If you travel to Japan now, you realize that trains are still an important part of Japan as a country, not just as a vital lifeline, but also as part of the culture. This is also reflected in Japanese mystery fiction, where trains are a very common sight, sometimes revolving around iron-clad alibis that make brilliant use of time schedules, sometimes focusing on other related elements ranging from ekiben (lunch boxes with local specialties), the layout of stations, the morning rush and much more than I can name. However, Yamamoto Kouji, who works at a railway company, however interestingly doesn't write about the modern day railway in Japan, but about its past with The Detective of Meiji Period Railway. Most of Yamamoto's novels are mystery stories in a historical setting (Edo period) that predate railways, but with this novel, he decided to look at the earliest days of the Japanese railway network, which is a highly original theme. 

If you're into history especially, this book is really interesting. It genuinely presents the Japanese railway network as the focal theme of the book, and looks at it from various angles. Inoue for example suspects there's a political motive behind the sabotaging of the project, putting the railway network in a 'big history' context about the various parties involved with the Meiji Restoration. At the same time, the book also looks at the railway as an element that juxtaposes Japan and the West, as something that Japan needs to master in order to become a player on the international scene, while foreign powers wish to use the railway to assert their superiority over Japan. And as the investigation continues, we also look at the railway at a smaller level, focusing on people who once earned a living by transporting people and goods across water and who are now losing their jobs, to people who are now able to travel across Japan more swiftly which can sometimes even save lives. The manner in which The Detective of Meiji Period Railway presents trains and a railway network as something new in society, all the changes it brings and how that can lead to crime is highly entertaining. It does help if you have rudimentary knowledge about political/sociological/economical circumstances around that time for the details, but I think that even without that, you can enjoy this as a historical mystery about trains.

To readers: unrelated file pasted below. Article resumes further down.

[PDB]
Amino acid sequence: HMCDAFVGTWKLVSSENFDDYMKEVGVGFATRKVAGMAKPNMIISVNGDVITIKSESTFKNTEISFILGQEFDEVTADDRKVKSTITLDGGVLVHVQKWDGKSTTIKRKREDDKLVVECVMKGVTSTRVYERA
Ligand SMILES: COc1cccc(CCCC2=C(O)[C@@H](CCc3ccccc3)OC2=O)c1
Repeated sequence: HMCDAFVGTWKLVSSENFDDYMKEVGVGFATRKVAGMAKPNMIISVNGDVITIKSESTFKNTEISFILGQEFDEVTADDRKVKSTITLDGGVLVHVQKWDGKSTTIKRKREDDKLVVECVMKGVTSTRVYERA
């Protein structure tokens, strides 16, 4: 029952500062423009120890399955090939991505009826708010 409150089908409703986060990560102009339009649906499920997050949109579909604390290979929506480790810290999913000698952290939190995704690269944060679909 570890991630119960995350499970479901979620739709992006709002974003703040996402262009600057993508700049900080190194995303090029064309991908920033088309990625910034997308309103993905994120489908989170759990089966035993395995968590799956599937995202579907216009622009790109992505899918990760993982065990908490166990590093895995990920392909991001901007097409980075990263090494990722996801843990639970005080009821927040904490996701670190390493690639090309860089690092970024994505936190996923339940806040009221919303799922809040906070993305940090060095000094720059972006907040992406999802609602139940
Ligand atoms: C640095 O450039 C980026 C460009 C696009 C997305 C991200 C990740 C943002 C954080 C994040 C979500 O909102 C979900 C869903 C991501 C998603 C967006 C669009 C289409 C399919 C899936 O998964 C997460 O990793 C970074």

The core mystery plot feels a bit like a Holmesian adventure, which is fitting considering the time period of course. Don't expect a Queen-like densely clewed puzzler, or mystifying impossible situations: it's more about Kusakabe and Onodera poking around, stumbling upon some fact that may or may not be relevant and other incidents occuring that push the story forward. A lot happens between the first and final pages of this book, but not everything is actually directly connected to the problem of the sabotage and like a lot of Holmes' adventures, the story feels a bit 'open', making it seem like anyone could've done it, and that you're just there for the ride to see what did actually happen. Ultimately, an interesting plot is revealed and we see some events connecting to others in unexpected ways, but I think the merits of this book as a mystery lie more on the historical setting and its focus on railways, than on specifically the manner in which this story has been plotted.